The standard account has no difference with the account implemented in Utxo-based blockchain systems, and it is applicable to the standard account transfer scenarios. By default, the transferred assets arrive immediately, showing no revocable behavior. This is well suited for general transfer applications.
The vault account supports revocable transactions. The assets transferred from this type of account can only arrive after the designated delay period , while the transaction itself is adequately recorded by the blockchain system. In a single run, the status of a vault account will remain unchanged until the delay period expires. Noting that during the delay period, the vault account can initiate another transaction to revoke the aforementioned transaction, and withdraw the corresponding assets back to a designated retrieval account.
As stated in section 2.2, the target account which accepts the withdrawn assets from the vault account is called a retrieval account, which can be a standard account or a vault account. It is worth noting that the withdrawn assets of the vault account are not directly returned to the originating vault account itself, but to a retrieval account its bounded to.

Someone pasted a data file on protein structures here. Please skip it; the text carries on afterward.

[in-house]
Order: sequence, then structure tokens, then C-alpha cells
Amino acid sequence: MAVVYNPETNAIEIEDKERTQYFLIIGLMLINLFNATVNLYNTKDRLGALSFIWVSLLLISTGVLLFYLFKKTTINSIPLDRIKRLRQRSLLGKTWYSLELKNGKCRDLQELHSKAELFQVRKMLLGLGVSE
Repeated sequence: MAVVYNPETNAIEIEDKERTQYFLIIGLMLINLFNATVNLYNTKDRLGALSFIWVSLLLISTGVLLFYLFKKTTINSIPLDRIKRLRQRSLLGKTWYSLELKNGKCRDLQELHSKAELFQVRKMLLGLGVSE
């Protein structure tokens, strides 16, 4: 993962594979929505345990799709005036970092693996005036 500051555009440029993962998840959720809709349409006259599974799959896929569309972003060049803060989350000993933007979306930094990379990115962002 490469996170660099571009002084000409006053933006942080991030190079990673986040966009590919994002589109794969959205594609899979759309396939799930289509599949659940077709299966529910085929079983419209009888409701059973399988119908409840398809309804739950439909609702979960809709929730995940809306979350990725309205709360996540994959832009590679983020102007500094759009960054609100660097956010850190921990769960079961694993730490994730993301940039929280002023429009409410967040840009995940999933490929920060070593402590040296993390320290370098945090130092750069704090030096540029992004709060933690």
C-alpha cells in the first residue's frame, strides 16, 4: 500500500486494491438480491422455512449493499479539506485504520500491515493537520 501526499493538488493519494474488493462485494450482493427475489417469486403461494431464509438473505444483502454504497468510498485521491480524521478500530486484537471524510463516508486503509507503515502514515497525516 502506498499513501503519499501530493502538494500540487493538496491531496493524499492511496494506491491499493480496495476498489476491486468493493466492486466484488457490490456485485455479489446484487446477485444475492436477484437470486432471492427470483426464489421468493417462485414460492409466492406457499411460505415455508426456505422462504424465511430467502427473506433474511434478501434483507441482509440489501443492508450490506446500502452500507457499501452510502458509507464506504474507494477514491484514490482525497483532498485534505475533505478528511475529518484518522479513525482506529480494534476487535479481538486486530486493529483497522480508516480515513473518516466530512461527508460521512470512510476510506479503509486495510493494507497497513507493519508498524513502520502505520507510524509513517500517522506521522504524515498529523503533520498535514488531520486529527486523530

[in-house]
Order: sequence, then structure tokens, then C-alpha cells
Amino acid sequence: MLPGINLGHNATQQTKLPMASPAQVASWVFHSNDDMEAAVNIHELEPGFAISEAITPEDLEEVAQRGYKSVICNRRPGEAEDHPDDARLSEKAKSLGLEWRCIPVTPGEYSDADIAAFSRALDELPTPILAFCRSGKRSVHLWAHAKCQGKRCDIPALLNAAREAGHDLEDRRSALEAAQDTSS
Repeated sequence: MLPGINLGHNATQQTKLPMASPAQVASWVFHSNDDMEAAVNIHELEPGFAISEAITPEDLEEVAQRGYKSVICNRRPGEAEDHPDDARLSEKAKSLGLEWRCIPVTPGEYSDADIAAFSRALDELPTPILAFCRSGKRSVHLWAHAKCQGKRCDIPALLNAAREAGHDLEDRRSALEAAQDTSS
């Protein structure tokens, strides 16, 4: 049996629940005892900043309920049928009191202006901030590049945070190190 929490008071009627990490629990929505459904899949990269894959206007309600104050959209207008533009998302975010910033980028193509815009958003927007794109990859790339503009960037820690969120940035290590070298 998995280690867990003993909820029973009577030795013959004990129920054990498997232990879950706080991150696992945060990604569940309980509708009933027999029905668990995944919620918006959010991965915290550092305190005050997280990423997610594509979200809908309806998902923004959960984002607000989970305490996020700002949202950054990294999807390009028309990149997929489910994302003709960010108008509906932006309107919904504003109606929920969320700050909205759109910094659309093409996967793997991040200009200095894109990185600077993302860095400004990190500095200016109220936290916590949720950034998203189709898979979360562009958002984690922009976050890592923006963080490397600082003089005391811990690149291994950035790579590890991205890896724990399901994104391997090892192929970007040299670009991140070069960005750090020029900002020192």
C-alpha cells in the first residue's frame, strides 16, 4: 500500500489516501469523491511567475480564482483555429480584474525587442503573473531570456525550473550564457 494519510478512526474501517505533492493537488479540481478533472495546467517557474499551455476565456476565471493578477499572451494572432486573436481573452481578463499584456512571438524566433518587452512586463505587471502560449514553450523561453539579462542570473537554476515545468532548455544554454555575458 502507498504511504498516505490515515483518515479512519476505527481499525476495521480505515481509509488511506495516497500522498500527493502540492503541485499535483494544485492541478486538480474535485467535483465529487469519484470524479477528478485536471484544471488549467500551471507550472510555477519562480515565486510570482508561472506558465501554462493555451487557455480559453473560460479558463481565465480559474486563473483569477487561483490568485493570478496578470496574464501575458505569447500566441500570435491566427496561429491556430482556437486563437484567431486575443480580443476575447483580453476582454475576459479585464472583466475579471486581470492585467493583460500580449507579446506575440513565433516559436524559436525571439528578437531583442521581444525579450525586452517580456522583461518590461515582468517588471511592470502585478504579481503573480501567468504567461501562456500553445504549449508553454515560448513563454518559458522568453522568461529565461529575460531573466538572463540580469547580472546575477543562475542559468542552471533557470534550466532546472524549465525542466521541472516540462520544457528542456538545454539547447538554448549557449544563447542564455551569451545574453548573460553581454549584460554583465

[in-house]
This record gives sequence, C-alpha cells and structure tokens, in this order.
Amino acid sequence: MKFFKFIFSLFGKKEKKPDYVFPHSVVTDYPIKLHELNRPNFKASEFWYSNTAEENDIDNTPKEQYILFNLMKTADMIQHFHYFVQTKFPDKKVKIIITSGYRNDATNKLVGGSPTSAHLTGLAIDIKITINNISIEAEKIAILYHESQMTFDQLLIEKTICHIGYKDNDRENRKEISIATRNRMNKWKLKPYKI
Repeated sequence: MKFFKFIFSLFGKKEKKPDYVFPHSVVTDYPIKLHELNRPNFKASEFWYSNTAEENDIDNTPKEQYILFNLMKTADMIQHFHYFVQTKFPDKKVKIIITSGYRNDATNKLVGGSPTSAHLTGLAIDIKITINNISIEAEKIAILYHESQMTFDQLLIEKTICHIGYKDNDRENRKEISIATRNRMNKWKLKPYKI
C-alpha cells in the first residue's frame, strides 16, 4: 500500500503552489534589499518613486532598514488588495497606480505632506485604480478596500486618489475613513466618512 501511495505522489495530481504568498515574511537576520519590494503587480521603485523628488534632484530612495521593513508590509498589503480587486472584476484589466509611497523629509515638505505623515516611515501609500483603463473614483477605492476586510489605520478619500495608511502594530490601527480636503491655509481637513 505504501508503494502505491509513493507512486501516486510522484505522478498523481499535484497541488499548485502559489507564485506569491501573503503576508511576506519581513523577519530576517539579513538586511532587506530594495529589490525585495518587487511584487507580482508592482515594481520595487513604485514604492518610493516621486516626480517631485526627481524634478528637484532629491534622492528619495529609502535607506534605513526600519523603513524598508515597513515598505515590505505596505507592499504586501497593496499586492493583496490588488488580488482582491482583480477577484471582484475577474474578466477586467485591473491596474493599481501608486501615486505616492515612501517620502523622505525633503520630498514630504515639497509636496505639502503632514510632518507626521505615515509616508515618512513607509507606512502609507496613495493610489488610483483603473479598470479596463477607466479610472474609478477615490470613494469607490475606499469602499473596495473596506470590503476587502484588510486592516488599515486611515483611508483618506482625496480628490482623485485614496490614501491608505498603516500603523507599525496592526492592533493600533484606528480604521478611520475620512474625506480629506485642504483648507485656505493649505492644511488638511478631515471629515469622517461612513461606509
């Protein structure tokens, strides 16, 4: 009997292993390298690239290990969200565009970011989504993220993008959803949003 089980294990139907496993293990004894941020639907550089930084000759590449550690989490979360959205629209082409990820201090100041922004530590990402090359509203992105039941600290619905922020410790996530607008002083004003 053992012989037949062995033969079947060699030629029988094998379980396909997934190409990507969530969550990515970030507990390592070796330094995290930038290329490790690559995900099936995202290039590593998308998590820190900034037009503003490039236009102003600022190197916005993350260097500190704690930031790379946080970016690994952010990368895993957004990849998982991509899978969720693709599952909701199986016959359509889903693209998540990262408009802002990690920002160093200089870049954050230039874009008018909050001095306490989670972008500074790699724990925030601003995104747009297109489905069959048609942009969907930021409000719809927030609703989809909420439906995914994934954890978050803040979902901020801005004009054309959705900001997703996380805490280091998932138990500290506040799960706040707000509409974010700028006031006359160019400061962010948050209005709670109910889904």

The introduce of retrieval account increases the security of revocable transactions. From an application point of view, distinguishing the account type makes clear to the user:
Whether the current account is a vault account or a standard account
Whether the assets transferred by the account are revocable
Whether the revocable transaction has taken effect.
Therefore, this implementation lets the user select different account types according to their actual needs.
Note that a risk must be considered in real application scenario, which can be called the revoke of a delay transfer. To be specific, a malicious payer can initiate a revoke transaction which tentatively transfer certain amount to a payee. If payee mistakenly consider this as a normal transfer, and concluded the transaction in turn. The malicious payer can revoke the tentative transfer, thus causes an intended business fraud. To tackle this risk, GateChain introduces two encoding mechanism to technically explicify the type of transaction. Firstly, each account is encoded with a prefix to distinguish between standard account and vault account. From the prefix adhere to an account address, use can explicitly judge the type of the initiated transaction. Secondly, each transaction id is also encoded with a predefined prefix to stamp different transaction type, which details in Section 4.2. Encoding mechanism technically prevent the user from mistaken a revoke transaction with a standard transaction, thus take adequate action henceforth.
4.2. Implementation of Transaction Model